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Mol Carcinog. 1996 Mar;15(3):215-26.

Activation and inhibition of the AP-1 complex in human breast cancer cells.

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1
Biomarkers and Prevention Research Branch, Division of Cancer Prevention and Control, National Cancer Institute, Rockville, Maryland, USA.

Abstract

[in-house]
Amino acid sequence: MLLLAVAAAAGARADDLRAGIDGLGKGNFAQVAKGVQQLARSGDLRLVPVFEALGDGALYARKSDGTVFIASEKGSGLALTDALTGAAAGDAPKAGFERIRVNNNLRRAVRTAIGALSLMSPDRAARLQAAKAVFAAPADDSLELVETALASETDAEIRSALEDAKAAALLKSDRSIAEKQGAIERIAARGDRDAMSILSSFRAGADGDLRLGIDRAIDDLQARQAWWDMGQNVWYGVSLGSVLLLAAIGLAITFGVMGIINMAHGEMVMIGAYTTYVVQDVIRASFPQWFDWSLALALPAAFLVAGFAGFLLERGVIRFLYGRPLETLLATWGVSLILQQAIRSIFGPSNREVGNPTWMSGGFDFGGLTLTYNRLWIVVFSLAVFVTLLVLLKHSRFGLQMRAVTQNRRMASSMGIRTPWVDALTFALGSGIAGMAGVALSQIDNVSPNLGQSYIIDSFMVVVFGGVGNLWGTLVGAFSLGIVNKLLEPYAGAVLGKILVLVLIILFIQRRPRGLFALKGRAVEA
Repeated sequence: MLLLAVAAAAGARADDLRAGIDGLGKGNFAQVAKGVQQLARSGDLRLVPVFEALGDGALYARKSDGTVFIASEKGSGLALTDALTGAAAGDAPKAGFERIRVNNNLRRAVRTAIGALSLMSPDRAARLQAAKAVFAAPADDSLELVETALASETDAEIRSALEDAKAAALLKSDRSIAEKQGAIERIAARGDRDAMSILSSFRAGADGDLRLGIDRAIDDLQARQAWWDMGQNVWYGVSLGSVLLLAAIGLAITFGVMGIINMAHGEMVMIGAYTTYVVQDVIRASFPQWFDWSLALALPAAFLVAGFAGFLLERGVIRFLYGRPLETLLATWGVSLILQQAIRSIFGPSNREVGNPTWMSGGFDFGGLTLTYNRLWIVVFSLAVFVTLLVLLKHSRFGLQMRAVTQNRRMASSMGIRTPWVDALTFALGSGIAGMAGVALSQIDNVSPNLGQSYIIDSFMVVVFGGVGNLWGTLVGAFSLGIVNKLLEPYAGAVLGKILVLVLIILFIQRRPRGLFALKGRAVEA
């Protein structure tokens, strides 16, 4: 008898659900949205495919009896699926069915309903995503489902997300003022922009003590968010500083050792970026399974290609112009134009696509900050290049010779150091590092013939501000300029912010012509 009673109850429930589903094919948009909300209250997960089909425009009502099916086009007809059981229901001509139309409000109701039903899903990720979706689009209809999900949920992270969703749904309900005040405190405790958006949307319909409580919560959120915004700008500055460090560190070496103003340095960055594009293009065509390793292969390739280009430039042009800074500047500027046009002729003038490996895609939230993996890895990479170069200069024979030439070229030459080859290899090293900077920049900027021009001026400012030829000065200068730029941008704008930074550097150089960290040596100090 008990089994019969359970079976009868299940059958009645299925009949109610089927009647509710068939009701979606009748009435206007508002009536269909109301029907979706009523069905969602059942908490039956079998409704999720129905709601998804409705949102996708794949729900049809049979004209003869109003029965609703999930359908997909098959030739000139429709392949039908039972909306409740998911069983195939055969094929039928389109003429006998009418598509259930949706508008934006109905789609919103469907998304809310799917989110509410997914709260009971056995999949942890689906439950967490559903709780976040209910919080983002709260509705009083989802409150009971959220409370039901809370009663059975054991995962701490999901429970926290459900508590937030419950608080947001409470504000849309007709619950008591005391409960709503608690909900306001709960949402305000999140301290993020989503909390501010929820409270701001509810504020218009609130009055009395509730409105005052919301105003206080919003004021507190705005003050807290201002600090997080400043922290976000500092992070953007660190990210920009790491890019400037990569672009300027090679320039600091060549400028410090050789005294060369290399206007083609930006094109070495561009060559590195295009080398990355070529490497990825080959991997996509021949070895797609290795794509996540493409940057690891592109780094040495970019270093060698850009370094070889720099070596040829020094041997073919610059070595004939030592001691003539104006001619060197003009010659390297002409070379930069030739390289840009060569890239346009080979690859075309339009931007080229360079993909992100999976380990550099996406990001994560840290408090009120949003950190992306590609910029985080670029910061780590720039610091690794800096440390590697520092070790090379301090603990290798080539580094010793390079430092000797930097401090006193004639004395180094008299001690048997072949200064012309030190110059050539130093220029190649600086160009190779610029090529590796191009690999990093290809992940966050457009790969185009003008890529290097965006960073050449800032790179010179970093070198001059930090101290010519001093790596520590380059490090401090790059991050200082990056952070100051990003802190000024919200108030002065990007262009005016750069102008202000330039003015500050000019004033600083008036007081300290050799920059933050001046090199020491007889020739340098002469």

We have studied the expression and activity of the jun and fos families of transcription factors in a panel of human breast cancer cells. Numerous breast-cancer cell lines showed variable levels of expression of jun and fos family-member RNA, activator protein-1 (AP-1) DNA binding, and transcriptional-activating activities during exponential growth. In all of the breast-cancer lines tested, c-jun RNA and AP-1 DNA-binding activity correlated. In addition, in most breast cancer cell lines AP-1 DNA-binding activity also correlates with AP-1-transactivating activity. However, some breast cancer cell lines have high c-jun RNA expression, high AP-1 DNA-binding activity, and low AP-1-transactivating activity. Such results suggest that in these breast cancer cell lines there exist AP-1 complexes that can bind DNA but cannot activate transcription. Multiple peptide growth factors as well as the tumor promoter 12-0-tetradecanoylphorbol-13-acetate induced the expression of jun and fos family-member RNAs and also increased AP-1 DNA-binding activity and functional AP-1-transcriptional activating activity in MCF7 breast cancer cells. However, treatment with estrogen, a steroid growth factor, failed to increase jun and fos RNA expression and induced minimal increases in AP-1 DNA binding and AP-1-induced transcriptional-activating activity in comparison with that seen after peptide hormone treatment. Thus, mitogenic peptide hormones and the tumor promoter 12-0-tetradecanoylphorbol-13-acetate, but not estrogen, strongly activate the AP-1 transcription factor in breast cancer cells. A dominant-negative mutant of c-jun that specifically inhibits AP-1- transactivating activity in rat fibroblasts inhibited AP-1 transactivating activity in breast-cancer cells and blocked the increase in AP-1-mediated transcription induced by serum or specific growth factors. This dominant-negative mutant also inhibited MCF7 colony formation, indicating that expression of this AP-1 inhibitor suppressed the proliferation of these breast cancer cells. Such results suggest that growth factor-induced proliferation of breast cancer cells can possibly be blocked by inhibiting AP-1-transactivating activity.

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